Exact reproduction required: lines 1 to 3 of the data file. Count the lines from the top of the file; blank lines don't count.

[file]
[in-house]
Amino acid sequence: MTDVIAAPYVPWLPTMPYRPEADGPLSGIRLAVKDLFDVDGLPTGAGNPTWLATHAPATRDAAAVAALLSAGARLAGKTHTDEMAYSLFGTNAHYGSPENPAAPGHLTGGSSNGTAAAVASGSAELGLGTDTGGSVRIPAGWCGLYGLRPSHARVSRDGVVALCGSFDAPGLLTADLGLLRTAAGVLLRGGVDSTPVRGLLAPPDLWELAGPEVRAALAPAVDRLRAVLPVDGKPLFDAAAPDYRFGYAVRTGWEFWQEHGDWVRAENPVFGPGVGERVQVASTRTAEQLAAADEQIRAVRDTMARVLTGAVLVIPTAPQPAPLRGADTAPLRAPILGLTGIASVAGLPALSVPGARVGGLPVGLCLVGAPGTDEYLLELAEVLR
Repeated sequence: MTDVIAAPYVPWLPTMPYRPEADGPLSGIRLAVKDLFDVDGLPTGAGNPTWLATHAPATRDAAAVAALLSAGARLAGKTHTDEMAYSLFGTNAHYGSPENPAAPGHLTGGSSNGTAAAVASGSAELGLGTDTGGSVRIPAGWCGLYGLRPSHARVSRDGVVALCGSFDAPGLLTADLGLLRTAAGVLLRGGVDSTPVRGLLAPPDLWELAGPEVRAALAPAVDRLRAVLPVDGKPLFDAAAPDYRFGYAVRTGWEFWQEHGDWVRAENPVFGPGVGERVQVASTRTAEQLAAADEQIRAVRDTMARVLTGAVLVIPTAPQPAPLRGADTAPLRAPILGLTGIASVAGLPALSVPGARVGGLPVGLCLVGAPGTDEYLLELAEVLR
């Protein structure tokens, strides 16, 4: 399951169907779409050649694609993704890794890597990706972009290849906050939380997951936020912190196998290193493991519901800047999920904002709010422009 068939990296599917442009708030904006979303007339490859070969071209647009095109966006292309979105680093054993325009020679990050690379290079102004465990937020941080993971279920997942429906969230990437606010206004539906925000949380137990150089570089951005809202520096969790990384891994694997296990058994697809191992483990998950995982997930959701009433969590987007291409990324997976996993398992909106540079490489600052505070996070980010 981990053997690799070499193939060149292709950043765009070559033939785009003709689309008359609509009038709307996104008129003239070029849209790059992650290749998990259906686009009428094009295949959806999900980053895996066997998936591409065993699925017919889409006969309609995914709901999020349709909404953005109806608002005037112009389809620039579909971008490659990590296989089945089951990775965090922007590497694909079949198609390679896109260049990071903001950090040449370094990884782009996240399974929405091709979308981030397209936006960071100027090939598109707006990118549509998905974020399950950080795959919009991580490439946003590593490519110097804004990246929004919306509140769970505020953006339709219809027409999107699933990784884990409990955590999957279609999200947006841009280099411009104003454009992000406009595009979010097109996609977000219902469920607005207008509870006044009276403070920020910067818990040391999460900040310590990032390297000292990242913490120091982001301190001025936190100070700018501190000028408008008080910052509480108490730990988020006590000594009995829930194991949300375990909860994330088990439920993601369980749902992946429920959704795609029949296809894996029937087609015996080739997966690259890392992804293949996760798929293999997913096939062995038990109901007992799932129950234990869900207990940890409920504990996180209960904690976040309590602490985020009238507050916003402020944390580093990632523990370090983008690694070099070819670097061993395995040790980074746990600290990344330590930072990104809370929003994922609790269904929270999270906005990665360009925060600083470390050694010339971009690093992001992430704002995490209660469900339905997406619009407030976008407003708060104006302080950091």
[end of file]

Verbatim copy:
[in-house]
Amino acid sequence: MTDVIAAPYVPWLPTMPYRPEADGPLSGIRLAVKDLFDVDGLPTGAGNPTWLATHAPATRDAAAVAALLSAGARLAGKTHTDEMAYSLFGTNAHYGSPENPAAPGHLTGGSSNGTAAAVASGSAELGLGTDTGGSVRIPAGWCGLYGLRPSHARVSRDGVVALCGSFDAPGLLTADLGLLRTAAGVLLRGGVDSTPVRGLLAPPDLWELAGPEVRAALAPAVDRLRAVLPVDGKPLFDAAAPDYRFGYAVRTGWEFWQEHGDWVRAENPVFGPGVGERVQVASTRTAEQLAAADEQIRAVRDTMARVLTGAVLVIPTAPQPAPLRGADTAPLRAPILGLTGIASVAGLPALSVPGARVGGLPVGLCLVGAPGTDEYLLELAEVLR
Repeated sequence: MTDVIAAPYVPWLPTMPYRPEADGPLSGIRLAVKDLFDVDGLPTGAGNPTWLATHAPATRDAAAVAALLSAGARLAGKTHTDEMAYSLFGTNAHYGSPENPAAPGHLTGGSSNGTAAAVASGSAELGLGTDTGGSVRIPAGWCGLYGLRPSHARVSRDGVVALCGSFDAPGLLTADLGLLRTAAGVLLRGGVDSTPVRGLLAPPDLWELAGPEVRAALAPAVDRLRAVLPVDGKPLFDAAAPDYRFGYAVRTGWEFWQEHGDWVRAENPVFGPGVGERVQVASTRTAEQLAAADEQIRAVRDTMARVLTGAVLVIPTAPQPAPLRGADTAPLRAPILGLTGIASVAGLPALSVPGARVGGLPVGLCLVGAPGTDEYLLELAEVLR